• A long and flexible bill ranging from 2.5 to 2.75 inches allows them to capture creatures deep in the soil.
  • The mating ritual, called a “sky dance,” involves the male performing chirps, or peents, which transitions into a marvelous flying display where the males use their wings to create various repetitive twittering noises in their attempts to attract a mate. Watch the sky dance.
  • Nicknames for the woodcock include timberdoodle, night partridge, big-eye, bogsucker and mudbat.
  • The American woodcock is a popular game bird.
  • The woodcock’s signature sounds and dance moves have made it a bit of a YouTube sensation. Watch the woodcock rock out to Collective Soul, strut to Michael Jackson, and boogie to “Tequila” by The Champs.


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  1. Jeff Dow on March 2, 2024 at 2:15 pm

    Good day. I spotted a woodcock today while riding my motorcycle. March 2 2024. Little Hudson Lake Road. Near Dewey Oklahoma. The bird was in middle of the road. I stopped real close to the bird thinking it was injured. But it flew into the wooded area 15 feet away and disappeared. I have never seen this species of bird before. Not in Oklahoma for sure.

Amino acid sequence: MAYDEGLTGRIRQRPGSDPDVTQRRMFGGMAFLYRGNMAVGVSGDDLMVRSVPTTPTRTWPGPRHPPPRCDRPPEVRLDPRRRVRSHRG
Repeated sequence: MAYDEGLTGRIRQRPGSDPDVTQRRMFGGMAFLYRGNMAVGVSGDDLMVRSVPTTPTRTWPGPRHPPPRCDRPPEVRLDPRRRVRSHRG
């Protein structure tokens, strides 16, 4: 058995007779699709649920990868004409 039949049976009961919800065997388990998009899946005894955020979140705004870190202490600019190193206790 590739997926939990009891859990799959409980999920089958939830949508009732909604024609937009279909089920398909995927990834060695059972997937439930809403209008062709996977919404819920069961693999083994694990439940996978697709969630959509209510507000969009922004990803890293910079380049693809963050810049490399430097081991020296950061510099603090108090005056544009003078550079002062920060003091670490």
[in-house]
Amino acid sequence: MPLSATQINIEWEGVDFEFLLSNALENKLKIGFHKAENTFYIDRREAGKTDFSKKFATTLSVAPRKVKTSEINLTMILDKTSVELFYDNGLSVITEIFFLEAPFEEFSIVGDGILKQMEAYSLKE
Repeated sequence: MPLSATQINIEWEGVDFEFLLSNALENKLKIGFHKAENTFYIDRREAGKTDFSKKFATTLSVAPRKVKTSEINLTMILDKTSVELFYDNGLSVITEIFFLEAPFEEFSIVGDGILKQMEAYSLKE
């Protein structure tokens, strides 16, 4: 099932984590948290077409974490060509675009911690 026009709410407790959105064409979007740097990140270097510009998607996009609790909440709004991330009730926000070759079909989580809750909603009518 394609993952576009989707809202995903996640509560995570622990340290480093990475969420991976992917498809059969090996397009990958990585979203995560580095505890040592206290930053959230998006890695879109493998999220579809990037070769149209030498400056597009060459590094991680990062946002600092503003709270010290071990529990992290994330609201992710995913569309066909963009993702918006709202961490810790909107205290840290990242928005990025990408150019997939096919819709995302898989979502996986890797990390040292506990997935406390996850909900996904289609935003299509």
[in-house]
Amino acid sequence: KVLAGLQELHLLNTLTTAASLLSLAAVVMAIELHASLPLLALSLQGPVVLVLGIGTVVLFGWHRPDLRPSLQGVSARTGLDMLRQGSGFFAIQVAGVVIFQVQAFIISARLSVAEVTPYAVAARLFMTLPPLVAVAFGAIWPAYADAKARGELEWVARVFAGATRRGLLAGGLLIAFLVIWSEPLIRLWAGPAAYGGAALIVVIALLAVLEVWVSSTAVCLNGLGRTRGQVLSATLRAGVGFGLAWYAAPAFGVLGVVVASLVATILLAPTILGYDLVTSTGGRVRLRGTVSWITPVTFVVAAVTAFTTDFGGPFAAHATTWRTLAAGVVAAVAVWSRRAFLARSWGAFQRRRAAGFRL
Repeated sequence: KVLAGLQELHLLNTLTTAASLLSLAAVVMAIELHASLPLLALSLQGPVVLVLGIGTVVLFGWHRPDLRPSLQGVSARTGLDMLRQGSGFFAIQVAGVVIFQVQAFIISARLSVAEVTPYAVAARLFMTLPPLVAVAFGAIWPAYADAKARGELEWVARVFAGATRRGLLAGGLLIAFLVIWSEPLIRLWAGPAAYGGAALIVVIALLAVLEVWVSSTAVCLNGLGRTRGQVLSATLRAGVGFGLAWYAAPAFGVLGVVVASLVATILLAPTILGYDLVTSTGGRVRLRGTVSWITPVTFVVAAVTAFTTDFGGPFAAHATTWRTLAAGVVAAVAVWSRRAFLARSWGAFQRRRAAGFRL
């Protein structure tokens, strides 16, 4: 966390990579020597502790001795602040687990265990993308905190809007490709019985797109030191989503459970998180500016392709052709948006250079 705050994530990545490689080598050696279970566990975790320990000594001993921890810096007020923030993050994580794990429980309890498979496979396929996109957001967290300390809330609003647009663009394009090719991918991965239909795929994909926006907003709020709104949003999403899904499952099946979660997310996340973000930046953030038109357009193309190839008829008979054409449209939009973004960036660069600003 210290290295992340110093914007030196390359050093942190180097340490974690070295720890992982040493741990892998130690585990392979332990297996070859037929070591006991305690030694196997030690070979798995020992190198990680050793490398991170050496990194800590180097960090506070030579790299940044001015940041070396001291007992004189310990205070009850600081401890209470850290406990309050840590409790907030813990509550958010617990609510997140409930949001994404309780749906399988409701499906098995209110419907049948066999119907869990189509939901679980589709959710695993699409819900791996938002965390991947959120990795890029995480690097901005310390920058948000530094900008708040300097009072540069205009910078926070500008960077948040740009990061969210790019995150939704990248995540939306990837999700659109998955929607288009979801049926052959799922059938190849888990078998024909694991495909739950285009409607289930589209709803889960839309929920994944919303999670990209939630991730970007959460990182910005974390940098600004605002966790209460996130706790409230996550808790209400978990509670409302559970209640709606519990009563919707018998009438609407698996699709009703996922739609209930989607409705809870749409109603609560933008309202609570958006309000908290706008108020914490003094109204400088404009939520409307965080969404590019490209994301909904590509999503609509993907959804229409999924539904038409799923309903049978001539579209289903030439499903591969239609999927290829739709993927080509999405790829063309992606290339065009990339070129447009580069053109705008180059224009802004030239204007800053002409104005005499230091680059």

2. J Martineau on February 17, 2024 at 12:47 pm

    Was out walking the dogs here in NW Greensboro, NC and as they stopped, I looked into the woods and saw one within 5 feet. Hadn’t seen anything like it and had to Google it. The dogs didn’t even know it was there for the 3 or 4 minutes I watched it so it’s survival instinct to be still works like a charm.

  3. Megan Brigham on January 23, 2024 at 2:06 pm

    I saw on today here in Pensacola, FL. We have a long wooded driveway and there he was camouflaged perfectly to the fallen leaves. His little bobbing strut was adorable.

  4. Shane on January 20, 2024 at 7:32 pm

    I saw one today in Arkansas. Got about 5 yards from it before I noticed it. Sit and just watched it for around 10 minutes before it moved off into a thicker patch of woods.

  5. D on November 30, 2023 at 11:45 am